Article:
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Letters and diaries of major artistic figures of the twentieth century illuminate Mary Hutchinson, but who was she?

By Marissa Kessenich

Learn about Mary Hutchinson, the woman who influenced the lives and works of writers T. S. Eliot, Aldous Huxley, and Samuel Beckett.

Brenda Bynum
Brenda Bynum

Brenda Bynum, Resident Artist and faculty member at Emory University in the Department of Theater Studies from 1983 to 2000, presents “Mary Hutchinson Observed: From Bloomsbury to Beckett,” an illustrated lecture that documents Hutchinson’s impact on twentieth-century arts and letters. The free lecture occurs on Wednesday, February 22, at 7 p.m. at the Ransom Center.

 

How did your interest in Mary Hutchinson begin? 

I have been working as a proofreader on the Letters of Samuel Beckett since the beginning and Mary Hutchinson was first mentioned to me by the editor, Lois Overbeck, as a fascinating correspondent of Beckett’s about whom little was known

When I was subsequently awarded the Heilbrun Distinguished Emeritus Research Fellowship at Emory University in 2005, I decided to use it to find out everything I could about her. I discovered that though there is no biography of her life, she was mentioned in the letters and diaries of many of the major artistic figures of the twentieth century.

 

The Ransom Center holds 22 boxes of papers relating to Hutchinson. How did your research here contribute to your project? 

The Hutchinson collection at the Ransom Center provided the very bedrock of my research, as it is rich with letters from and to many of those same major figures–personal letters which were deeply revealing about the quality of the friendships and connections she had with them. The papers also allowed me to construct a timeline for her life, as well as giving me addresses for the places she lived and when she lived there. I took two trips to England on the fellowship and was able to photograph all but one while there. I even found two ticket stubs for the Old Vic Theater in London and was able to go there one evening and sit in the very seats where she had sat, sometime in the 1930s. There is absolutely no substitute for the true access to a life that original documents can provide, and those in the Ransom Center were invaluable to me.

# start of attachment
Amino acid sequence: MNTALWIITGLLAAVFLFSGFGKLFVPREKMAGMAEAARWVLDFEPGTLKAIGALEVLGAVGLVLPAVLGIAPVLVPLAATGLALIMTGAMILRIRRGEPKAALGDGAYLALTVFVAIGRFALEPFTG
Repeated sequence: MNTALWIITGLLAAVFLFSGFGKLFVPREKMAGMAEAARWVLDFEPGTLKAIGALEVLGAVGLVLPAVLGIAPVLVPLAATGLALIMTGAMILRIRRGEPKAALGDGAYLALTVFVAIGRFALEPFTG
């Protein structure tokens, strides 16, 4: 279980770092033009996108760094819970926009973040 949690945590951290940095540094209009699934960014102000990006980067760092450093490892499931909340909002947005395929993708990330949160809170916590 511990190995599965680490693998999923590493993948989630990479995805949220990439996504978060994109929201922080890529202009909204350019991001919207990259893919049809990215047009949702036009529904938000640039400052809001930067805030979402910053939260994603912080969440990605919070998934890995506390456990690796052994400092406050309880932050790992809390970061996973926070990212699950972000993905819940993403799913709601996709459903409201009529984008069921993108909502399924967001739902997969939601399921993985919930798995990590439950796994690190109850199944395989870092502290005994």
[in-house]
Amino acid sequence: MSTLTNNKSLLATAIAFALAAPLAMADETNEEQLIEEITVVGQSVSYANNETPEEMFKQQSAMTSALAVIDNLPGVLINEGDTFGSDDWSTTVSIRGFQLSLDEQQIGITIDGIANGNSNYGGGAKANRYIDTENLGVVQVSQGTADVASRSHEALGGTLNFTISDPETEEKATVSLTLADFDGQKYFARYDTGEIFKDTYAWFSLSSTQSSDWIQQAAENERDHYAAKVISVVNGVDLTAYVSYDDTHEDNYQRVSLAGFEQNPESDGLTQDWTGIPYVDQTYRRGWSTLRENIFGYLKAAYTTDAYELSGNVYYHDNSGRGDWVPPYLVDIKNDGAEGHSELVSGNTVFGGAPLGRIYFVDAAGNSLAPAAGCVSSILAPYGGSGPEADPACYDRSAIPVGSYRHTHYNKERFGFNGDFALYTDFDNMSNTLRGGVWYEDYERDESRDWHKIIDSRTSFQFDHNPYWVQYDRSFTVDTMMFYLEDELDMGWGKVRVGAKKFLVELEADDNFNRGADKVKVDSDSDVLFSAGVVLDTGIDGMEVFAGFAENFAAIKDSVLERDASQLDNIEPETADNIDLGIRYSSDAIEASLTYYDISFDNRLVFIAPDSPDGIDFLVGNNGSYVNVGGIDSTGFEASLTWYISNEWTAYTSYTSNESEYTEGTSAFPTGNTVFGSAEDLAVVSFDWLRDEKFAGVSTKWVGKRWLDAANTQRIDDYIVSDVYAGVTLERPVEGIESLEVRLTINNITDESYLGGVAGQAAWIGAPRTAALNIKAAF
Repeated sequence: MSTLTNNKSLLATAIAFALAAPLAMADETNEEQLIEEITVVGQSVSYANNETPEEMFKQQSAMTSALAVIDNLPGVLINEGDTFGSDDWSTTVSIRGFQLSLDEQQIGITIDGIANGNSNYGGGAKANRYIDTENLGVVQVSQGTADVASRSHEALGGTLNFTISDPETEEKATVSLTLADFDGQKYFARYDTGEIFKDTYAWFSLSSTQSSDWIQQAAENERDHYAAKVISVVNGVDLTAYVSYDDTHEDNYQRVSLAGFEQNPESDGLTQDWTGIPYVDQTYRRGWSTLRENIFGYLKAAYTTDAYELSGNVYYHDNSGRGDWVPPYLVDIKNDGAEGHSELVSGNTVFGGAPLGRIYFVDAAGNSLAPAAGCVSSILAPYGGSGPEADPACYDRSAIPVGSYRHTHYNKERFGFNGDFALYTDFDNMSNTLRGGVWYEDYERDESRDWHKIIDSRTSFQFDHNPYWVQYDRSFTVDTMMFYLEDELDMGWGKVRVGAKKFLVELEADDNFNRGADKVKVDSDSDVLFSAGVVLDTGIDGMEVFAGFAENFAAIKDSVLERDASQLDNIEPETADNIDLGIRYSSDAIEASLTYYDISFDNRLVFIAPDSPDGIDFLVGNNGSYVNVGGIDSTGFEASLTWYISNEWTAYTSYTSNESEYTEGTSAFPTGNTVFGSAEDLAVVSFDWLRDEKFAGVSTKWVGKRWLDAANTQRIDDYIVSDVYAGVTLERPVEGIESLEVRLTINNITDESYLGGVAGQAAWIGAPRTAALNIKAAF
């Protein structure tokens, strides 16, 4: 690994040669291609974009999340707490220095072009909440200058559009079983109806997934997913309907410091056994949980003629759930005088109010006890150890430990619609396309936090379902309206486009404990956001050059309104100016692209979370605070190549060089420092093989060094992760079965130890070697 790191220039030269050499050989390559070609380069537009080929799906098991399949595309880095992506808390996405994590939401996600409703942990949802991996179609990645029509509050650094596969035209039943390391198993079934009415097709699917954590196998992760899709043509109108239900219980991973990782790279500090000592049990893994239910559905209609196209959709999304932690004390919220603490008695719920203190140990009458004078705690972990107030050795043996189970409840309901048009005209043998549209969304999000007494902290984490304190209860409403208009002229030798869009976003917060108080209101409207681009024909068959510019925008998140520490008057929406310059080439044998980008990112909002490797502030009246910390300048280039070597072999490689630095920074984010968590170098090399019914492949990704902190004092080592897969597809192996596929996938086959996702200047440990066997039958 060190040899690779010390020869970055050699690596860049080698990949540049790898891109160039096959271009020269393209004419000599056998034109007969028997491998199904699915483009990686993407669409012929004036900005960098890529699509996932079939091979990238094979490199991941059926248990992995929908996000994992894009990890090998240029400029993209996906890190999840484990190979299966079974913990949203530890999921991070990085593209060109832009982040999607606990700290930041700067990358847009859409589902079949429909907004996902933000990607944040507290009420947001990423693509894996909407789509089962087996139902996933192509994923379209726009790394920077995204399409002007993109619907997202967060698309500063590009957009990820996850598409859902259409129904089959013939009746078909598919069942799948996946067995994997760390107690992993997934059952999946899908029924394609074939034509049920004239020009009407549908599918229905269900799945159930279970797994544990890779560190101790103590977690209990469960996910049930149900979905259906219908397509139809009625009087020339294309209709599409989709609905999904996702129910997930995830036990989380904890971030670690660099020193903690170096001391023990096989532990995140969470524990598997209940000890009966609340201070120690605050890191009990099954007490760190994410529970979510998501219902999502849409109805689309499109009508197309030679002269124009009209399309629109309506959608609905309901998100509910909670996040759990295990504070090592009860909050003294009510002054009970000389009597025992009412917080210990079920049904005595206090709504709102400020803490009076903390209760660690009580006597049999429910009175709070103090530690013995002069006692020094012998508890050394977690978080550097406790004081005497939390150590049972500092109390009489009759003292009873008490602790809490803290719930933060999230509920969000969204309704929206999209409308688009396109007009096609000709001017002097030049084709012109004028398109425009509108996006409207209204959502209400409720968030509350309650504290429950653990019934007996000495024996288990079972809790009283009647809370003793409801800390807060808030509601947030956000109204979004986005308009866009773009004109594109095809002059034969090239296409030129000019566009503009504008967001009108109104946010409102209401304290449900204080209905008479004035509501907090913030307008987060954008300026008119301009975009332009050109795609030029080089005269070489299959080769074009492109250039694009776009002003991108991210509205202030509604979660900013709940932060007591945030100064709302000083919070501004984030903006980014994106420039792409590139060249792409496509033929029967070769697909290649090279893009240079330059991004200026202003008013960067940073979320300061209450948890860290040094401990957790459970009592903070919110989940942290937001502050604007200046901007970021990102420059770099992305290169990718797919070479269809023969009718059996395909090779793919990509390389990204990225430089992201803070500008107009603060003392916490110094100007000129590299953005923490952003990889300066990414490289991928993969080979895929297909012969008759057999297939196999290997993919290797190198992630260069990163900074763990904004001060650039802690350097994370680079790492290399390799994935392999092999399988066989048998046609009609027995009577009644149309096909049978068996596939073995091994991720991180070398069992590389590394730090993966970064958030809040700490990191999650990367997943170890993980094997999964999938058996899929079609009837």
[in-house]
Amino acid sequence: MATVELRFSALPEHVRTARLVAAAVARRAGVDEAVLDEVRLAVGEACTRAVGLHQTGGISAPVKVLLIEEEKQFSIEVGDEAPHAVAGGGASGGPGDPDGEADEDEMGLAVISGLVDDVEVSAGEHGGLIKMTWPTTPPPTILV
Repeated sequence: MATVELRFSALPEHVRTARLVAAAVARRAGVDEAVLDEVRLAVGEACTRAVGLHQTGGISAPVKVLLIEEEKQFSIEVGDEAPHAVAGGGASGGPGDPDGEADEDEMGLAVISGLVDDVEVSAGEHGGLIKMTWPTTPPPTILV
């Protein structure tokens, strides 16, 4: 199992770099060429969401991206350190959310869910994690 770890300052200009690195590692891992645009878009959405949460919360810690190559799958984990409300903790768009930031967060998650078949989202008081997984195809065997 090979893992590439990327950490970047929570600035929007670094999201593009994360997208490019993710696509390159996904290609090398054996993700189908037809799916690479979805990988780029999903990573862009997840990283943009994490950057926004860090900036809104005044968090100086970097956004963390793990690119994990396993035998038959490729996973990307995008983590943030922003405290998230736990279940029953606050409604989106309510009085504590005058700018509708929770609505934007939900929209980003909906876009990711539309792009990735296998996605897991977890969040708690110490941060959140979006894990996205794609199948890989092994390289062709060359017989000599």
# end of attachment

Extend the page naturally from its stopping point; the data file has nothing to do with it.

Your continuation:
What was the role of a patron in this era, and how did Hutchinson become patron and friend to so many influential artists and writers? 

Mary Hutchinson was an original, and one of those women who had an instinctive and unerring appreciation for the very best and most significant works of both visual and literary art. And, when her eye was caught, she became a fierce and tireless advocate for the artists. She had resources, social connections, and prodigious energy, and believed completely in the power of art to illuminate and transform lives. It was second nature to her to support artists in every way she could. She was not an “art patron” in the sense of buying for investment or supporting for prestige&emdash;she did it because she knew that art was essential to a well-lived life and to a civilized world. Naturally, those she championed so passionately responded with gratitude and friendship.


How did she influence the lives and works of writers like T. S. Eliot, Aldous Huxley, and Samuel Beckett?  

Hmmmmm, interesting. With T. S. Eliot, she was a trusted reader and sounding board for his manuscripts and was one of the very first people to read The Waste Land. She was also financially and emotionally supportive of his troubled first wife. With Huxley, the connection was more about the six-year intense personal and sexual relationship she had with both him and his wife, after which they remained close friends. And, as for Beckett, she took every opportunity to promote interest in his work and was instrumental in having the Royal Court Theater mount a series of his plays there for the first time, by introducing him to George Devine.

 

What were some of the other sources that shaped or inspired this project?

Some of the most valuable sources for this research were the letters and diaries of mid-twentieth-century luminaries such as Leonard and Virginia Woolf, Vanessa and Clive Bell, Lytton Strachey (who was her cousin), Vita Sackville-West and Harold Nicolson, and of course, those of Eliot and Huxley as well as Beckett himself. I think it was remarkable that she began with Bloomsbury and ended with Beckett and never faltered in her impeccable judgement and unstinting appreciation of the very best all along the way.

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